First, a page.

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How the west sold out to the oligarchs

A captivating account of financial skulduggery in London reveals how far the City has fallen

By Ricardo Soares de Oliveira  
The City of London Credit: Wikimedia Commons

The City of London Credit: Wikimedia Commons

Financial Times journalist Tom Burgis’s first book, The Looting Machine, was about the worldwide networks that enable the plunder of African natural resources. Kleptopia, his follow-up, is an even more ambitious endeavour tackling the post-Cold War birth of global kleptocracy and the subterranean links it establishes between authoritarian states and the west. The story centres on ENRC, a London-listed mining company owned by three Central Asian billionaires whose wafer-thin respectability hid, corruption investigators at the UK Serious Fraud Office came to suspect, vast skulduggery. It includes enough thrills—murders, kidnappings, marriages, betrayals—to make it a captivating read. Yet Kleptopia ranges much further than Central Asia.  

Aware that their status can be arbitrarily overturned, oligarchs see “transitioning from East to West”—their ill-gotten assets, families and passports—as the only guarantor of continued prosperity. Once here, they can avail themselves of the services of bankers, auditors, accountants, lawyers, PR executives and politicians whose business consists of “anonymising money on an industrial scale” and rendering clients respectable. Oligarchs’ very different trajectories (some dead or in prison, others appearing in honours lists or as donors to think thanks, charities, museums and universities) have less to do with the rule of law than the vagaries of politics in their home countries. As shown by one whistle-blower’s harrowing dismissal by the Financial Conduct Authority (the late Nigel Wilkins, formerly of the FCA and Swiss Bank BSI), regulators and law enforcement are either outgunned or part of the problem: “the watchdog was not policing the moneymen but protecting them.”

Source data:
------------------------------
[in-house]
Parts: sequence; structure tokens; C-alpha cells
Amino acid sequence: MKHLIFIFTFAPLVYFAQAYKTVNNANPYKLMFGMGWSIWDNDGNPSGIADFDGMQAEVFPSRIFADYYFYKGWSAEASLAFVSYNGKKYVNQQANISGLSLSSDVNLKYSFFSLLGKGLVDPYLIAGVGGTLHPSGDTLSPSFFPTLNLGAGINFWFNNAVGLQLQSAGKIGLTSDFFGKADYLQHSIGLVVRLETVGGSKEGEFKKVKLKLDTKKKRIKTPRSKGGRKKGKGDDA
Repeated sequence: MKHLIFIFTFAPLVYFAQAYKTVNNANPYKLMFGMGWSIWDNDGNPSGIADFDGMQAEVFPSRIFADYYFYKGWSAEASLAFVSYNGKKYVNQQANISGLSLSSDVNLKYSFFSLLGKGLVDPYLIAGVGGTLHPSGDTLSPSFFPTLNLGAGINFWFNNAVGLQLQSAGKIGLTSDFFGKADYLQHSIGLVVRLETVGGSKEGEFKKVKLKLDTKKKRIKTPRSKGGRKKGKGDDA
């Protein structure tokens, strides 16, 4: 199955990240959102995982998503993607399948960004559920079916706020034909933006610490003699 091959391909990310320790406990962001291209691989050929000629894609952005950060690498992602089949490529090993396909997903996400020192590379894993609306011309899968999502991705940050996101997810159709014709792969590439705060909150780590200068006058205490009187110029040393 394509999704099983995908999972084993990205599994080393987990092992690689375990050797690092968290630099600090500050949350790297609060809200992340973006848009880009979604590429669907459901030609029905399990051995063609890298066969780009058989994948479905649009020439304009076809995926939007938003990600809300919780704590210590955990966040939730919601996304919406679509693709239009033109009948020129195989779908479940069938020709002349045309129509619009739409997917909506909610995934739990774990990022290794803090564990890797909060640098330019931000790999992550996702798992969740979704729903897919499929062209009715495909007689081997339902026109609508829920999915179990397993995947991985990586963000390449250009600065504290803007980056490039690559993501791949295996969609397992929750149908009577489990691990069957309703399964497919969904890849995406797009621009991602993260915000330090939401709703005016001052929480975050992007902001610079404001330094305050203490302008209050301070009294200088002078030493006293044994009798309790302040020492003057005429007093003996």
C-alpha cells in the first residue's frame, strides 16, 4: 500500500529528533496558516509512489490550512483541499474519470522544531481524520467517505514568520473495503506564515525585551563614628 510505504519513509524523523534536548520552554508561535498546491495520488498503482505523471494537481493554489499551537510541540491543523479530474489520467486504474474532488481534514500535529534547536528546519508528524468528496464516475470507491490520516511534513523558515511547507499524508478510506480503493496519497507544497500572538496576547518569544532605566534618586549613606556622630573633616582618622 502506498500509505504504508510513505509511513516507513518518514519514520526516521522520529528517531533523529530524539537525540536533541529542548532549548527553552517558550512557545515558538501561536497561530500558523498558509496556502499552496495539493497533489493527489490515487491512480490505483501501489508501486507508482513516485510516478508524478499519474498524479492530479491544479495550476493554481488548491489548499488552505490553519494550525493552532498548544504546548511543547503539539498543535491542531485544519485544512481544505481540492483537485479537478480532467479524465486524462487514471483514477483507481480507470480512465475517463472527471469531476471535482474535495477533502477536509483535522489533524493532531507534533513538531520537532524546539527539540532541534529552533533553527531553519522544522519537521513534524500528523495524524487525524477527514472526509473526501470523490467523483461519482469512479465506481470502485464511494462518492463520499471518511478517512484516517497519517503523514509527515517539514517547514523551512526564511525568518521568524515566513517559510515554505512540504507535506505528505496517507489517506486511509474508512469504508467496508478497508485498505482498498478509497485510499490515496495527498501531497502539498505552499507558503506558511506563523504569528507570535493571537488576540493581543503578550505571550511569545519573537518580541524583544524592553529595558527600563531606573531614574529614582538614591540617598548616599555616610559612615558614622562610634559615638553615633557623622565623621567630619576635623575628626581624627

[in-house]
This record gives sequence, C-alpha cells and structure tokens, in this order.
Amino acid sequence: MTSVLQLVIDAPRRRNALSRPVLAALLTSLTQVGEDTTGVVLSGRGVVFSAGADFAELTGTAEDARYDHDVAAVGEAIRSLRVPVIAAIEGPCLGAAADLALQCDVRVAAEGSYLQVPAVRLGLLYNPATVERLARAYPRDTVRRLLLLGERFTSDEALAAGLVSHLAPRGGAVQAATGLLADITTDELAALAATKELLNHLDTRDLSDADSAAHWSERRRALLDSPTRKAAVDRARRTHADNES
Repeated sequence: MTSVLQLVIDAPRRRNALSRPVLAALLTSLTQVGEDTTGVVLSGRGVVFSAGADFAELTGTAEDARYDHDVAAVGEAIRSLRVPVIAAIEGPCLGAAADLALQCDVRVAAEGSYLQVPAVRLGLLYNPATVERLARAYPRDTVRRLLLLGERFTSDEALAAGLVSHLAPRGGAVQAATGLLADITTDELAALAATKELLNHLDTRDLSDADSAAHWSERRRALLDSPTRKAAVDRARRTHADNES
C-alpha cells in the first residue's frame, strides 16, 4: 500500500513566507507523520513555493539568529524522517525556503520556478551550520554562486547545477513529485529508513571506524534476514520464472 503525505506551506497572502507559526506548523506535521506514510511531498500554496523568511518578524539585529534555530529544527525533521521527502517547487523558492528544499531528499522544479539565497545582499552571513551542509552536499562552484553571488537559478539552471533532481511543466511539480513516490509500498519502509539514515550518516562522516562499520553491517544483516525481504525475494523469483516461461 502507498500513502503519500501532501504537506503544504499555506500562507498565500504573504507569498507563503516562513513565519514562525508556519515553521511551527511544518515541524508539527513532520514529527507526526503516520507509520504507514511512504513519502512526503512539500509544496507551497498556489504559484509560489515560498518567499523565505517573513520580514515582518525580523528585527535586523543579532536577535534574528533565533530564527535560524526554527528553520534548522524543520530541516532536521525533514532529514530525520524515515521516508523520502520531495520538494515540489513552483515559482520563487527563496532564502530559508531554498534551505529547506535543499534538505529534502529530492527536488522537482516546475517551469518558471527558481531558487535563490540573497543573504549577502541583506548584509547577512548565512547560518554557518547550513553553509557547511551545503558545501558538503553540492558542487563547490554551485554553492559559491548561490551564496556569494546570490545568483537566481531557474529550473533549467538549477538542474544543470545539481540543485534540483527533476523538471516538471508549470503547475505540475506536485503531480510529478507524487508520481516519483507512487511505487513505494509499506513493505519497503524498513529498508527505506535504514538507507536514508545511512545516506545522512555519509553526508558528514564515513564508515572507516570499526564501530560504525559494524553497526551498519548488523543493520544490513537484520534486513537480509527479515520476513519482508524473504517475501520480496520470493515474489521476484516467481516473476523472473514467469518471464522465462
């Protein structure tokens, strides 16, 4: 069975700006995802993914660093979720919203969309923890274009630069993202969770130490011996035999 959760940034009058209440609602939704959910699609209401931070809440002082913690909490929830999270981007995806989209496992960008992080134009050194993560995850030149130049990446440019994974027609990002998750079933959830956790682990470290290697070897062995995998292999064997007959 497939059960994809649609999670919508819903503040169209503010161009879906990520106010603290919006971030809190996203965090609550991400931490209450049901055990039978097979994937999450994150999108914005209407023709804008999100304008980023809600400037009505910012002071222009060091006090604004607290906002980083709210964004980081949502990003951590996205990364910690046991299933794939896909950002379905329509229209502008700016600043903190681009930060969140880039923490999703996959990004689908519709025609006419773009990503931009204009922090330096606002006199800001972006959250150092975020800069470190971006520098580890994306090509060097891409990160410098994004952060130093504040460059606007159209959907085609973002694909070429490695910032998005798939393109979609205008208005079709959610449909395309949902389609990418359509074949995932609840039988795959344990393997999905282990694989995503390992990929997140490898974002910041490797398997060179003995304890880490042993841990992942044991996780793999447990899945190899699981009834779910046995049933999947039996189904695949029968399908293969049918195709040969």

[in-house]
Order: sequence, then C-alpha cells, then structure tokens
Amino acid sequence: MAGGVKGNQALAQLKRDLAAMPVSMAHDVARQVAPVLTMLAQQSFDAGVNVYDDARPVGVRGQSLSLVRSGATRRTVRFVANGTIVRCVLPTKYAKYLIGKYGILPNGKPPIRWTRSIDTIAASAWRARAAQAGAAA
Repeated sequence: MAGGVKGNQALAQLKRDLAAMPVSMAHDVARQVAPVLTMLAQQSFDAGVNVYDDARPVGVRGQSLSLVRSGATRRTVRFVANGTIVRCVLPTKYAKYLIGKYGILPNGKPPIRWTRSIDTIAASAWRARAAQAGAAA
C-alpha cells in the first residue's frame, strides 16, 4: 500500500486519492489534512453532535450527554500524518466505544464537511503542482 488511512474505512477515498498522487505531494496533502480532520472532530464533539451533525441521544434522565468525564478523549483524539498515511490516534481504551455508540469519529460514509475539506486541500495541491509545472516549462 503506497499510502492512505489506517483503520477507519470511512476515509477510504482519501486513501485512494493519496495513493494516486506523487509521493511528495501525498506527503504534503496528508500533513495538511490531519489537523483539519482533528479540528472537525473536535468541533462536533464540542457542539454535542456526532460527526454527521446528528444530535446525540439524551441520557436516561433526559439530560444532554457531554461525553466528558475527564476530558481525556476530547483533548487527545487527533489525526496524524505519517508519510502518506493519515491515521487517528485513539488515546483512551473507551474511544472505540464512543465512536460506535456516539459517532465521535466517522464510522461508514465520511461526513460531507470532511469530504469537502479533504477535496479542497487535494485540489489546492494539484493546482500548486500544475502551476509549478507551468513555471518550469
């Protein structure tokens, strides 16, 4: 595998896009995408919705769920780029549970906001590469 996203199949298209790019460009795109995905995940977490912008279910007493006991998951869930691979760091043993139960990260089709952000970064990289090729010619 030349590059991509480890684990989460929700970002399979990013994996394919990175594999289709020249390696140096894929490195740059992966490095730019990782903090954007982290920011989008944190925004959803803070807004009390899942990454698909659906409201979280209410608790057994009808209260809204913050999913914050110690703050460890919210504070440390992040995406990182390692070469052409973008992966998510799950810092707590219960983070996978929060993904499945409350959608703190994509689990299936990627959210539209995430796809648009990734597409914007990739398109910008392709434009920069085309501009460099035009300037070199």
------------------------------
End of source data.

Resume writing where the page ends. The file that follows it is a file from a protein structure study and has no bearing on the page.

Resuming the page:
Burgis’s urgent book describes not a perversion of the City of London system, but rather part of its normal function. For a long time, it was assumed that western financial centres could benefit from massive revenue inflows from the East and the South yet preserve their clean reputations. As the obscure and often criminal characters in Burgis’s narrative are joined by the A-list of UK and US business and politics, the reader confronts how far western democracies have sold out.  

Kleptopia: How Dirty Money is Conquering the World by Tom Burgis (Harper, £20)

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